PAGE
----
5.1 Secondary research

Published books and journals, such as the Marketing Research Reader, the Journal of Marketing Research, Journal of Consumer Research, Journal of Consumer Marketing, Qualitative Market Research: An International Journal, Journal of Business Research International Journal of Management Reviews, International Journal of Voluntary and Non-profit Organizations, Journal of Voluntary Action Research, will be consulted to gather additional information.  Professionals and experts working in the charity sector (specifically managers and selected employees of The Institute for the Blind) will be consulted for further knowledge of the industry and the organization itself. The University of Cape Town Library database will be used to further gather additional secondary research material. Furthermore, internet sources will also be consulted as a tool to gain information and insights regarding the subject.

5.2 Primary research

As defined by Zigmund and Babin (2008) primary research is regarded as research that does not make use of numerical measures, but focuses on discovering true inner meanings and insights. The primary research that will be undertaken in this study is of a qualitative nature. Qualitative marketing research is subjective in nature, and “it leaves much of the measurement process to the discretion of the researcher.” (Zikmund 2003:132) According to Zikmund (2003: 63), primary data are gathered and assembled specifically for the project at hand.

5.2.1 Research method

The research method that will be utilised in this study is focus-group and in-depth interviews. According to Deacon et al (1999: 55), “focus-group research is becoming an ever more popular qualitative research method within communication and cultural studies…(and) one of the most popular means for analysing media audiences.” This research technique is appropriate because it is relatively easy to execute, relatively fast, provides multiple perspectives, produces rich qualitative material suited for interpretation, is a flexible method and it has a high degree of security. The interviews will contribute to the existing knowledge of the charity industry as a whole as well as the donating experience; and more importantly new insights will be born. As a result of these new insights the objectives of this study will be realised.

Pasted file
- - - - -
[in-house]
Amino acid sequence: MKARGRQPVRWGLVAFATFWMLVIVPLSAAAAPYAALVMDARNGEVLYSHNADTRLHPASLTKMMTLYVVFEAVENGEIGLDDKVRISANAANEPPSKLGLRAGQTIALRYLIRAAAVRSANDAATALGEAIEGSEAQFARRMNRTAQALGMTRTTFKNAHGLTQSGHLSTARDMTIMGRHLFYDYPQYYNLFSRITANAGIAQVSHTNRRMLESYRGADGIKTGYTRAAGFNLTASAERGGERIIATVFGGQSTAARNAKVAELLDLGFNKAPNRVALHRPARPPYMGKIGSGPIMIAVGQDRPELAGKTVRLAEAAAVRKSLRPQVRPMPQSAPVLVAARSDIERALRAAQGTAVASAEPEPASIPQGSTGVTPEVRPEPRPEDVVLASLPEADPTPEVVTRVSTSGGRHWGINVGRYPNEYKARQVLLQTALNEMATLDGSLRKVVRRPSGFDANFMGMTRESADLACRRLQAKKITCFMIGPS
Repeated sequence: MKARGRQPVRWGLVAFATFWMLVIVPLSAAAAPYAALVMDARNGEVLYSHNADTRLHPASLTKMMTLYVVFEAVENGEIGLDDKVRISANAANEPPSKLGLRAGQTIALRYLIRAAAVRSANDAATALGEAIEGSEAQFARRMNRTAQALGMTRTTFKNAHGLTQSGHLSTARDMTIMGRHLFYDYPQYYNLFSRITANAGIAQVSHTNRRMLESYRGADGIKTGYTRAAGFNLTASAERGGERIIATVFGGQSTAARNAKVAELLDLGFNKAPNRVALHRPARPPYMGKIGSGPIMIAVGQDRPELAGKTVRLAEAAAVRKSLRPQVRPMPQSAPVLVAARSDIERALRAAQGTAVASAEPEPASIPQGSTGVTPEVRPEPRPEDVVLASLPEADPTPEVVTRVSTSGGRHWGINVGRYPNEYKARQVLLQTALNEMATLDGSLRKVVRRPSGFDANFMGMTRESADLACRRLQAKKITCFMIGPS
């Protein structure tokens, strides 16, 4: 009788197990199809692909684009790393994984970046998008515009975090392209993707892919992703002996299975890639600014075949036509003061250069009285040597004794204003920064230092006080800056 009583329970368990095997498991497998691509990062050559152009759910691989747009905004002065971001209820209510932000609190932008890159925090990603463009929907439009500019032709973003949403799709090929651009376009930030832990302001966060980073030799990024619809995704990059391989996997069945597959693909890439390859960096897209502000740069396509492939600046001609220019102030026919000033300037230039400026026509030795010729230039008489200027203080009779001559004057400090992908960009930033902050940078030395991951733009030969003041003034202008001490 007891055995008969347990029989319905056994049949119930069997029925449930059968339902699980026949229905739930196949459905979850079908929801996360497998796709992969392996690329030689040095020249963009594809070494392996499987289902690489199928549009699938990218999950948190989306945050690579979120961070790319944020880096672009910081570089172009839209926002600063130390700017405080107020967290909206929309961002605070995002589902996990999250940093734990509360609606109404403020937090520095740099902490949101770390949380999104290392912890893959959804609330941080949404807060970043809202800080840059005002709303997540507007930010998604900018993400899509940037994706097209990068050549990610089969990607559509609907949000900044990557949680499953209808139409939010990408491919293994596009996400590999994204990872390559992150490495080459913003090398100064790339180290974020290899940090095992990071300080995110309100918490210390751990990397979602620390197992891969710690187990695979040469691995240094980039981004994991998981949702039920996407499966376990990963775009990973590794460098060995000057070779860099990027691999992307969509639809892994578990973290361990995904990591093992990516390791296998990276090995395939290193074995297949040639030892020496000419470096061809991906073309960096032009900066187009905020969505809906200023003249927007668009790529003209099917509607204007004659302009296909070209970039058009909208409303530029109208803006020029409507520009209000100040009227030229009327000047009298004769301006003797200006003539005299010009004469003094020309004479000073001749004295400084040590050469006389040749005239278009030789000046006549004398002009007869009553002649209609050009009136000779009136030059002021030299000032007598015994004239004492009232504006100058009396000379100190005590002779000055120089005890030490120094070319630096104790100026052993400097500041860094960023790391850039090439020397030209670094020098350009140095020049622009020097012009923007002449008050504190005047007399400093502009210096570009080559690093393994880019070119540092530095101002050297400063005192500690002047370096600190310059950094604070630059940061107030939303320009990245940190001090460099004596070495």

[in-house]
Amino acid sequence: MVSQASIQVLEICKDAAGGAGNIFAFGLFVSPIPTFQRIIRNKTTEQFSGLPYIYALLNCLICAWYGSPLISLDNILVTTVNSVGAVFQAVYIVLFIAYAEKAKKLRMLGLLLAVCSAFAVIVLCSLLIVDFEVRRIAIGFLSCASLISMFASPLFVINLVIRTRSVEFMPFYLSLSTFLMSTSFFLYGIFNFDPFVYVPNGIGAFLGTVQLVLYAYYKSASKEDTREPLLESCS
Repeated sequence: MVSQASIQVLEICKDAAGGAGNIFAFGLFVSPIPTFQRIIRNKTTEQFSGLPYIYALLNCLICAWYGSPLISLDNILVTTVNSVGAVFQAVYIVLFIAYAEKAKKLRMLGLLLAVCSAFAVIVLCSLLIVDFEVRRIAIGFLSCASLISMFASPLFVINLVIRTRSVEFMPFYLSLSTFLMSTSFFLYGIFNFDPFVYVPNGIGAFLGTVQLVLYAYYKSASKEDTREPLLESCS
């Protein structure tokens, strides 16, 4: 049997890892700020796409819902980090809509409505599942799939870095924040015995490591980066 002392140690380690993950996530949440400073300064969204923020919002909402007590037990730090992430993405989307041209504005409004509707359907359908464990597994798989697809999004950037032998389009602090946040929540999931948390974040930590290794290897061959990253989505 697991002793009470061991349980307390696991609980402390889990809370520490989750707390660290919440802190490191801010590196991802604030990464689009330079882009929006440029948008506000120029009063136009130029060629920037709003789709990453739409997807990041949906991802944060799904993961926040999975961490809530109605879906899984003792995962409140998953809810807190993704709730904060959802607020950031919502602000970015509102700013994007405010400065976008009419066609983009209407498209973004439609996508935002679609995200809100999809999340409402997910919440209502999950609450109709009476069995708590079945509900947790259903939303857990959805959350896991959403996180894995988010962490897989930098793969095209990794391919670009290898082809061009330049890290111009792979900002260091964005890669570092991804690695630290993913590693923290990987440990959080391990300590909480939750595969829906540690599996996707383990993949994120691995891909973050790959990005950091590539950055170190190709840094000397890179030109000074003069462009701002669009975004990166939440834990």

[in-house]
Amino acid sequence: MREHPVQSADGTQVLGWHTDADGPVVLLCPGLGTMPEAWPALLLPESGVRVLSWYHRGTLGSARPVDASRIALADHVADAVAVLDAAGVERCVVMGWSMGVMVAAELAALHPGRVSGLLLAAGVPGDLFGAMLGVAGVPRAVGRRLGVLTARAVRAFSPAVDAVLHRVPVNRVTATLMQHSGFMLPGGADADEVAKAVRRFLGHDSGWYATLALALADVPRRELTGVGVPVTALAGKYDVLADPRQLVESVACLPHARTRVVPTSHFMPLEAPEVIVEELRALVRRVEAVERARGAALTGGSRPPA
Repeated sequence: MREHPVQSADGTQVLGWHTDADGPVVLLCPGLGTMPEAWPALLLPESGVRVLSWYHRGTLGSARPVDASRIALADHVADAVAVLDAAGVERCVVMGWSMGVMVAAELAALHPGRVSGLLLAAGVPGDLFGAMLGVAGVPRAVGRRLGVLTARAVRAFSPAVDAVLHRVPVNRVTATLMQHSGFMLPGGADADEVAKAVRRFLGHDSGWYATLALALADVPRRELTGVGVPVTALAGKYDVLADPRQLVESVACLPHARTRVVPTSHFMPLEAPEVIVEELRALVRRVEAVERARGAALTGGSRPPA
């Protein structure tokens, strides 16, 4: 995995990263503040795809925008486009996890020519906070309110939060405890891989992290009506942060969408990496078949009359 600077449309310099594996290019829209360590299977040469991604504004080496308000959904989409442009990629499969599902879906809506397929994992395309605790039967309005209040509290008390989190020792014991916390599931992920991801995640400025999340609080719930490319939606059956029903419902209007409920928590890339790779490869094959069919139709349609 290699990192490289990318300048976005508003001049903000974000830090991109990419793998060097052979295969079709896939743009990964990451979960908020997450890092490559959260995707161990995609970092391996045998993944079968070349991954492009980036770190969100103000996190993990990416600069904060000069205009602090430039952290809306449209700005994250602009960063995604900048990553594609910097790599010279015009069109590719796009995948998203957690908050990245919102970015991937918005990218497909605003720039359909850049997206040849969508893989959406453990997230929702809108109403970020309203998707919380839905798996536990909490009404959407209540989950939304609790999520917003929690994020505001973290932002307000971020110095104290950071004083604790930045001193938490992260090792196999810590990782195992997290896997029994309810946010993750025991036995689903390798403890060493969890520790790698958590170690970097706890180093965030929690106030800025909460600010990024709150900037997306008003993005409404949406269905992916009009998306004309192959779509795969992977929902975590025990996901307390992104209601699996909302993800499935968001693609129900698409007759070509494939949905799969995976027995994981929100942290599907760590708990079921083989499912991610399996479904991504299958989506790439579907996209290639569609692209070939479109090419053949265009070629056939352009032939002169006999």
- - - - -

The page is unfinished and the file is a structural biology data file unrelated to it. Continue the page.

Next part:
5.2.2 Sampling technique

For the purpose of this study, non- probability sampling will be used. The latter sample selection is based on the personal judgement of the researcher or convenience of the sample selection. Thus, the probability of a member in the population being selected for the purpose of this study is unknown. In this specific study judgement sampling will be mainly used where the researcher will purposively select the sample units. Experts in the charity marketing field will be consulted to assist with the judgement selection of the respondents. Due to the nature of this study a sampling frame is not used.

5.2.3 Sample size

A focus group session will be held with a total of ten to twelve respondents in the group selection. A focus group interview can be described as an unstructured, freeflowing interview with a small group of people (Zikmund, 2003:117). The reason for selecting a focus group in this study is also supported by Zikmund (2003: 117) for “the focus group interview has become so popular that many research agencies consider it to be the ‘only’ exploratory research tool.  A focus group can also be said to be best managed when there are no more than ten respondents, for “Qualitative research tends to use comparatively small samples which are generated more informally…”(Deacon et al, 1999:43).

5.3 Fieldwork